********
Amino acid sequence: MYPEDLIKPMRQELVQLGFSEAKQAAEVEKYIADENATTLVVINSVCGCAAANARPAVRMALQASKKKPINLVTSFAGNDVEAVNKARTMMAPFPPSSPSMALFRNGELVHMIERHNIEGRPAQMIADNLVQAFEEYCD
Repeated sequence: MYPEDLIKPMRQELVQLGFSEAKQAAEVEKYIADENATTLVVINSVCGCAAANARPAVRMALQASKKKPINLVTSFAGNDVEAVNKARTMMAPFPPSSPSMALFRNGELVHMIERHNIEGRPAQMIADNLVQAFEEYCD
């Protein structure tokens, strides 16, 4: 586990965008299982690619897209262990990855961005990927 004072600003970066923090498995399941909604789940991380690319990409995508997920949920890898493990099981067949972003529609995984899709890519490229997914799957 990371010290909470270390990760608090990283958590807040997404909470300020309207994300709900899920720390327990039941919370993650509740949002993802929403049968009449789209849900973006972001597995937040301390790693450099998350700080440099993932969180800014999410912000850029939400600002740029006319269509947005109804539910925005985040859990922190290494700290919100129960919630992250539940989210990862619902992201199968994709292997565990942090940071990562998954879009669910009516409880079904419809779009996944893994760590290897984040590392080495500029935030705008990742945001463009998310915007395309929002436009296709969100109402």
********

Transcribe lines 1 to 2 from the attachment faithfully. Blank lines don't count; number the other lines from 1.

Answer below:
Amino acid sequence: MYPEDLIKPMRQELVQLGFSEAKQAAEVEKYIADENATTLVVINSVCGCAAANARPAVRMALQASKKKPINLVTSFAGNDVEAVNKARTMMAPFPPSSPSMALFRNGELVHMIERHNIEGRPAQMIADNLVQAFEEYCD
Repeated sequence: MYPEDLIKPMRQELVQLGFSEAKQAAEVEKYIADENATTLVVINSVCGCAAANARPAVRMALQASKKKPINLVTSFAGNDVEAVNKARTMMAPFPPSSPSMALFRNGELVHMIERHNIEGRPAQMIADNLVQAFEEYCD